“Twenty minutes, and then you have to go outside,” my mom said, as she turned the timer above stove to the twenty-minute mark. My brother and I race downstairs. I open the panel to the right of the CRT television screen. There are two metal dials and a plastic knob. I push the knob in and the screen crackles to life as white noise fills the room. I then move to the top dial and twist it, every channel that goes by makes a satisfying click. I set the channel to three...or four, I could never remember what channel had to be set to turn the NES on. As I fumbled with the television that my family has had since long before I was born, my brother, Paul, was readying the NES. He placed the game in, snapped it down, and hit the power button. The screen flashes red and then black, there is no noise. He hits the reset button, nothing. The power is cut and the white noise returns. I feel panic. I run to stairs and yell up to pause the timer. Paul removes the cartridge, blows into it, and snaps it back in. This time it works. This temporary problem was common with an older NES (not to mention one that was handled by children for many years ).
The game we were playing was Double Dragon, my favorite game to play at the time. I enjoyed it because my brother and I could play it cooperatively and you got to fight ninjas. A strong combination. I was never any good at Double Dragon and I always died first, but I always felt like I was helping and being able to play together was a blast. I don't remember the specific results of that play session, except that, as always, I did everything I could to stay alive as long as possible, so that Paul wouldn't have to waste his extra lives to revive me, which he would inevitably have to do.
I’ve shared this stream of consciousness scene because it is my very first memory of playing video games, and I imagine it must have occurred during this time period.
1993: 1993 was a big year that had a bunch of big hits. NBA Jam cemented the phrase “boom shakalaka” in our collective vocabulary. On the Super Nintendo, Star Fox and the Secret of Mana released to critical and commercial success. Nintendo also released The Legend of Zelda: Link's Awakening, the first handheld Zelda title.
Mega-Man X also released 1993, and brought a new art style and overall tone to the Mega-Man series. Mega Man X is praised for its intuitive introduction that teaches you how to play the game without too much hand holding as well as its meticulous level design.
By far the biggest title to release in 1993, a game that I would argue is either the second or the third most important game ever released, was Doom. The brainchild of John Carmack and John Remaera, Doom featured fast-paced action, an energetic sound track, tons of enemy variety, giant levels packed with secrets, and a large arsenal of weapons. By 1994, there were more computers that had Doom installed than had a windows operating system.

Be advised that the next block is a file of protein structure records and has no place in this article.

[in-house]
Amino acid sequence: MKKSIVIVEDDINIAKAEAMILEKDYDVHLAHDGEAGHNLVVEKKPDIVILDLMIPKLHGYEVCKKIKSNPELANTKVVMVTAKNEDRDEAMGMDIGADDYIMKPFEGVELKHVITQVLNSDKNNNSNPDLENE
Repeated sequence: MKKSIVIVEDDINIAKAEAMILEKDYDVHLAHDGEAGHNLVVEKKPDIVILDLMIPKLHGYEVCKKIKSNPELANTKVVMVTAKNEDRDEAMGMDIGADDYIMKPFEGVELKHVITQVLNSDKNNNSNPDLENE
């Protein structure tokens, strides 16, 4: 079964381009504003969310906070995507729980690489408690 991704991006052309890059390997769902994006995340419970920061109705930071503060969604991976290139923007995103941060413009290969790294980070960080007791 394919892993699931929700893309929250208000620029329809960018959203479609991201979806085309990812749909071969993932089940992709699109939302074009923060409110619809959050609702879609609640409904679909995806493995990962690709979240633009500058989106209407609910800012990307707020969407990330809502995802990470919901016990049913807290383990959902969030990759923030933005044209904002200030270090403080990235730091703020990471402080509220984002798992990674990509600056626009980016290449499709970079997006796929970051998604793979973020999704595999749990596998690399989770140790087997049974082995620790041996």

1994: Probably the greatest video game of all time, Shaq Fu, released in 1994 and forever changed the landscape of video games as a medium for art and entertainment. Oh, also, Donkey Kong County, Primal Rage, System Shock, Sonic the Hedgehog 3, Doom 2, Sonic and Knuckles, The Elder Scrolls: Arena, Earth Bound, Killer Instinct, and Final Fantasy III all came out as well. Seriously though, the volume of quality titles that came out in 1994 is pretty amazing, even if they all have to take second place to Shaq Fu. I don’t have time to go through all of the titles I listed, but they are all classics that have garnered critical and commercial success.
1995: Although 1995 didn't have as many impressive games release as ‘93 and ’94, it did see the release of the Play Station 1. The PS1 became the first computer entertainment platform that sold over 100 million units and is the second highest selling console of all time (PS2 holds the top spot). The PS1 utilized CDs instead of cartridges, and SONY was able to court many third-party developers to their system. Releasing before the N64, the PS1 took the video game world by storm when it outsold both Nintendo and SEGA consoles. In fact, SEGA also launched the SEGA Saturn in 1995 and the system only sold a total of 9 million units in its entire lifespan.
This slice of the 90s may very well be the most important. Many of the games that came out in 1993-1994 are still held among the greatest of all time and the PS1 took the wold by storm and revolutionized the world of console gaming.